5. I fully endorse what you are saying, and I would add more examples to prove the point. When ‘We Love You’ was released (or unleashed?) their ability to fuse the bass riff of ‘Waiting For The Man’ with a manifesto of their loves, including, “Frank Sinatra, Fly Me To The Moon,” was unprecedented. R.E.M. got praise for a similar prose style with ‘The End Of The World’, but the Furs grabs your attention. ‘Sister Europe’ is probably the track you hint at in terms of ‘Joy Division-ess’ music, and the dark, brooding sound with a haunting sax (yes, central to the ‘atmosphere’) is great piece of mood-music, and a brave choice for a second single. Hey, we’ve not even touched on the brilliance of the original ‘Pretty In Pink’, not the song for a twee American film in this version. And the audacity to reinvent Brecht’s ‘Mack The Knife’ as an aggressive rock attack? They certainly had it. ‘Love My Way’? They’d lost it.

  6. The PFurs were massive for me from day one. The band really did have that parallel development to Roxy Music. First two albums: stone classics. Second two albums; embracing the mainstream to result in excellent, accomplished, though less left-field, pop. Fifth album? Dross… with an obvious single on it as your best shot at any pleasure. The last two albums? Never heard ’em but I’d probably pick them up if I saw them used on principle.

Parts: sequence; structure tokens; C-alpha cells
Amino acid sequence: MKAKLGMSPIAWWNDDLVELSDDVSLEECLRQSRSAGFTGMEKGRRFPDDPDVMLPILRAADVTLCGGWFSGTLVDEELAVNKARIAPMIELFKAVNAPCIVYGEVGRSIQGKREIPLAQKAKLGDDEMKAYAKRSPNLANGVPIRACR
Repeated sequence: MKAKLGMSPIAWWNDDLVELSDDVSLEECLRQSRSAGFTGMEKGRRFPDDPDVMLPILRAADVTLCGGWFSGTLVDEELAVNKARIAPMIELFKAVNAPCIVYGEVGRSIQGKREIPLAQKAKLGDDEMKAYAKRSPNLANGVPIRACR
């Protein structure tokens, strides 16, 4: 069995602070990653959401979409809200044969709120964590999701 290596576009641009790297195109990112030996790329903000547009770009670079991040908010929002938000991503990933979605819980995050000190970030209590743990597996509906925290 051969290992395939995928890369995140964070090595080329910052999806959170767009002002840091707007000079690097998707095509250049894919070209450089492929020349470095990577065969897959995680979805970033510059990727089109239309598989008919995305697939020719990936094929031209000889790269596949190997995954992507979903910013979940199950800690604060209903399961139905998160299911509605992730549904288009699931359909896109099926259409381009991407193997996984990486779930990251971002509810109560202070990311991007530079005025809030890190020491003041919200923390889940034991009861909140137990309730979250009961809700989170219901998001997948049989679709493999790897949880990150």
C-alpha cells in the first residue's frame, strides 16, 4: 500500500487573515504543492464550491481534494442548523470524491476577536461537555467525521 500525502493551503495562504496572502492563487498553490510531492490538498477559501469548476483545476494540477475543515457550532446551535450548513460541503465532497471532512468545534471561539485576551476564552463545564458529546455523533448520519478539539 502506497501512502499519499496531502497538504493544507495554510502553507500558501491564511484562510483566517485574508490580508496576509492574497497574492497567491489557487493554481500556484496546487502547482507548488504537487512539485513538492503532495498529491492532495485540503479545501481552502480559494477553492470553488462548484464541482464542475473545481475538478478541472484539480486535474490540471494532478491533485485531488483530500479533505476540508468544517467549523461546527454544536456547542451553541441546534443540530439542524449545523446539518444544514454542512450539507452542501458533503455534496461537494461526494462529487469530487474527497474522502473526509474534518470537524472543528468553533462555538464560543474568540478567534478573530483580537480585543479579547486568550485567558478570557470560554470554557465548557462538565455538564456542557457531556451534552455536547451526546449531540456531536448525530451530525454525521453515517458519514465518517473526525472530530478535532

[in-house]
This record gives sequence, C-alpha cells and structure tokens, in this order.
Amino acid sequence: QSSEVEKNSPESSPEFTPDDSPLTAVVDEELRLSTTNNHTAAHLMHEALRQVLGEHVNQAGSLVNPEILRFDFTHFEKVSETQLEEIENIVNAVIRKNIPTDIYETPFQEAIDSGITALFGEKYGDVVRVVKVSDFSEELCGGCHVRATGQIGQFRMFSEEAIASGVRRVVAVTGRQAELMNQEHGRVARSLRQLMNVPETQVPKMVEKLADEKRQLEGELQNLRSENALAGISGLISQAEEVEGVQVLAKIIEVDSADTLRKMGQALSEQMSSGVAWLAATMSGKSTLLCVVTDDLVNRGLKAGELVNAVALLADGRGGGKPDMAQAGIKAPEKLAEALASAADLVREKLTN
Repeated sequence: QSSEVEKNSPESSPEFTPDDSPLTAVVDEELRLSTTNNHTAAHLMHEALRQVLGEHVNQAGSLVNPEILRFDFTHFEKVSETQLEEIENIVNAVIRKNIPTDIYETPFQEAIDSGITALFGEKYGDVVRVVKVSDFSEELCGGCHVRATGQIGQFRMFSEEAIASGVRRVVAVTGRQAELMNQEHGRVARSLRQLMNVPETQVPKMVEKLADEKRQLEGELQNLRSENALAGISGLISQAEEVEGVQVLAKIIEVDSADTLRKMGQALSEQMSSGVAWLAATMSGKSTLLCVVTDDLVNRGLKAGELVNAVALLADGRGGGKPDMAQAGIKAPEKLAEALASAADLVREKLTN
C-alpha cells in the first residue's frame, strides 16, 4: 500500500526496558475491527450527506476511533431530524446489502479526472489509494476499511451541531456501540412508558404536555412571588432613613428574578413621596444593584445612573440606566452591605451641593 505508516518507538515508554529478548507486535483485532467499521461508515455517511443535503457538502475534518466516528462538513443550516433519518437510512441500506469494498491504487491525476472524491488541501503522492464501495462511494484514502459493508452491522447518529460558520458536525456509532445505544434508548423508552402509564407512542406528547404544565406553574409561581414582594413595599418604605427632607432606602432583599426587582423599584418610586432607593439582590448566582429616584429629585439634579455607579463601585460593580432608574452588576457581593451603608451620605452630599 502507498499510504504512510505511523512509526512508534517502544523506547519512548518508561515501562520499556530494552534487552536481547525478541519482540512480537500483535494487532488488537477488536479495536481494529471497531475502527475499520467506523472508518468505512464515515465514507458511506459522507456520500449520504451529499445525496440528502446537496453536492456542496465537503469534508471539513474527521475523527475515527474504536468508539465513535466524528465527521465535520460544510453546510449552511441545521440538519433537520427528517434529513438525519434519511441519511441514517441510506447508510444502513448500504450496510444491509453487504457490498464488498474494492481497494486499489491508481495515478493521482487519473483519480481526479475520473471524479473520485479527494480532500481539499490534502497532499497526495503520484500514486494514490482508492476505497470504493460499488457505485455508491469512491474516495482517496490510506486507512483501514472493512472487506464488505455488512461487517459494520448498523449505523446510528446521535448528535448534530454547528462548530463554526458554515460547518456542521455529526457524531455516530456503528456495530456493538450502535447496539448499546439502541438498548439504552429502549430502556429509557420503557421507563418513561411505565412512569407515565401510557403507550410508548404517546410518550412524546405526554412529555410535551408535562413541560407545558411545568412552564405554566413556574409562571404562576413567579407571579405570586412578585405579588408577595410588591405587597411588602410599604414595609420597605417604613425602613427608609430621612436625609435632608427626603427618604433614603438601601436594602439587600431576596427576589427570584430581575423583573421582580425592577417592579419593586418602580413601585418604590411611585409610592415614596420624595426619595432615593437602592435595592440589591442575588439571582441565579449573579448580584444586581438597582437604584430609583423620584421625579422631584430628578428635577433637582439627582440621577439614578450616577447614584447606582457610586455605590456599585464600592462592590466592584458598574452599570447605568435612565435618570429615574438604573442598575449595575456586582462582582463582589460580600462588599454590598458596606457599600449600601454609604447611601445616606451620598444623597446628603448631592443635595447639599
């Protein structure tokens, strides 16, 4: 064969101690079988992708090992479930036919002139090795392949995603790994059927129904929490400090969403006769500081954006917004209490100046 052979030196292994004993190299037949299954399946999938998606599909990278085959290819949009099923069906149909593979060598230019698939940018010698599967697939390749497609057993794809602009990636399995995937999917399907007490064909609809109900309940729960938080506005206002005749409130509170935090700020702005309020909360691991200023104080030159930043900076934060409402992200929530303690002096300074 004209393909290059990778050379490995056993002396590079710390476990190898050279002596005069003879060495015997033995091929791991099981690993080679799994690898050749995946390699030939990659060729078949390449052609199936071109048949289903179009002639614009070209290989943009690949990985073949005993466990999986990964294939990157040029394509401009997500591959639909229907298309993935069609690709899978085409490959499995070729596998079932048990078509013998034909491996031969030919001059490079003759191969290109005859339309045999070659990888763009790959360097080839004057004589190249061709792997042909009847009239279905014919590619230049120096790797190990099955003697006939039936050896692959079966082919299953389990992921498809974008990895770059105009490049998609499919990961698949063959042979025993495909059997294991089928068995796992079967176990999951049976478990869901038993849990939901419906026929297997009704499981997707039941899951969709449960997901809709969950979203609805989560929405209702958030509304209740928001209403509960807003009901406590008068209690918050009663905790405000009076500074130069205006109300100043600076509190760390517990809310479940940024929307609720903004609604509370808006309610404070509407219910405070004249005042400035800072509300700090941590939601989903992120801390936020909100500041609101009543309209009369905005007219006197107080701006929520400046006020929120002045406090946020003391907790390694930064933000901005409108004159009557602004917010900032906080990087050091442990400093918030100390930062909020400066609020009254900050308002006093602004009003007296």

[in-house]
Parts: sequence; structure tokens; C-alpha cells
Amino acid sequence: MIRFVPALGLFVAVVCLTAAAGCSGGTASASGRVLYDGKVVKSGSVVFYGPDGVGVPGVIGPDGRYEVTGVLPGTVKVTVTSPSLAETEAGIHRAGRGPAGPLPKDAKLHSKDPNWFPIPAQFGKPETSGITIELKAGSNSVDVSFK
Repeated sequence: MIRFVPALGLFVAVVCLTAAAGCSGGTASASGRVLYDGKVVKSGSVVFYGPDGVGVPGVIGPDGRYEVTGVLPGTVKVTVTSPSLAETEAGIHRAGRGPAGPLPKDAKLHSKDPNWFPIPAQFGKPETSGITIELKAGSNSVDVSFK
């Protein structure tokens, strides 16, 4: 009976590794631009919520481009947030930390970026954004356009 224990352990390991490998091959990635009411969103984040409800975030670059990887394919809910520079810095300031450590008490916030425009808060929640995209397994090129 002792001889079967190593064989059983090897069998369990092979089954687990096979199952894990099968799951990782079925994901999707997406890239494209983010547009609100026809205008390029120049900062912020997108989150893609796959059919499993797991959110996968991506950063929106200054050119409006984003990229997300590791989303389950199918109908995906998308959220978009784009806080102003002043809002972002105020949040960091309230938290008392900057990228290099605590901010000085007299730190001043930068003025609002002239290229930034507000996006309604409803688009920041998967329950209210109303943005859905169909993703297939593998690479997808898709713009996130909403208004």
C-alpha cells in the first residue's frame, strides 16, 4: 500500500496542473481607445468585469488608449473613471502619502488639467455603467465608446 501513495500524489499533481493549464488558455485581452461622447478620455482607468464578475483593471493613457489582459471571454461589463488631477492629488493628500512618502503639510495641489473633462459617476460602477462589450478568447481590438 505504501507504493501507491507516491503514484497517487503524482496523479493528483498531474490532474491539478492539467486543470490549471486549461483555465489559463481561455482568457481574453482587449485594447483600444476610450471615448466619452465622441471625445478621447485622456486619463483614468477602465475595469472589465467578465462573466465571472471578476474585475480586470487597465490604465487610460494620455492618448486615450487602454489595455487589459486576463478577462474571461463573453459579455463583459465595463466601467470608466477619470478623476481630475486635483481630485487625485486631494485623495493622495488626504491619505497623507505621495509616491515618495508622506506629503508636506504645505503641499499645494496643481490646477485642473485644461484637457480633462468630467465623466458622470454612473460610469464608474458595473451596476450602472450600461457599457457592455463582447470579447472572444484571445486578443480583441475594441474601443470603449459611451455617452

Having been a fan since 1980, it remained until, ugh, 1986 until they made their way down to Florida where I lived. The concert was behind “Midnight To Midnight” and was pretty anticlimactic as these things go. About as mediocre as the one time I saw Echo + The Bunnymen around the same time, but nowhere near as catastrophic as the first time I had seen Simple Minds in the same year. That was an all time worst event.

    Fortunately, I saw The Furs when they were on their “Talk Talk Talk” tour in 2011 and it was much more engaging than the first show! They blew through the UK running order of the album in question then gave us a host of other delights, including an airing of “Sister Europe,” which I had given up all hope of ever hearing decades earlier. No “India” though. Sigh. Still, there was a world of difference to 1986, though Mars Williams could never be mistaken for the considerably rawer Duncan Kilburn. I agree with Dave’s assessment that Kilburn was the lynchpin of their more valuable early years. He was their Eno.

  7. First LP was brilliant and I was lucky to see their first US show touring it. Second LP was good enough. Third and Fourth LPs had a couple of strong singles but they were clearly losing it by then. If they still ‘had’ anything after Mirror Moves they ‘lost’ by Midnight. Might’ve helped if the band ever improved as musicians or developed their songwriting, neither of which happened.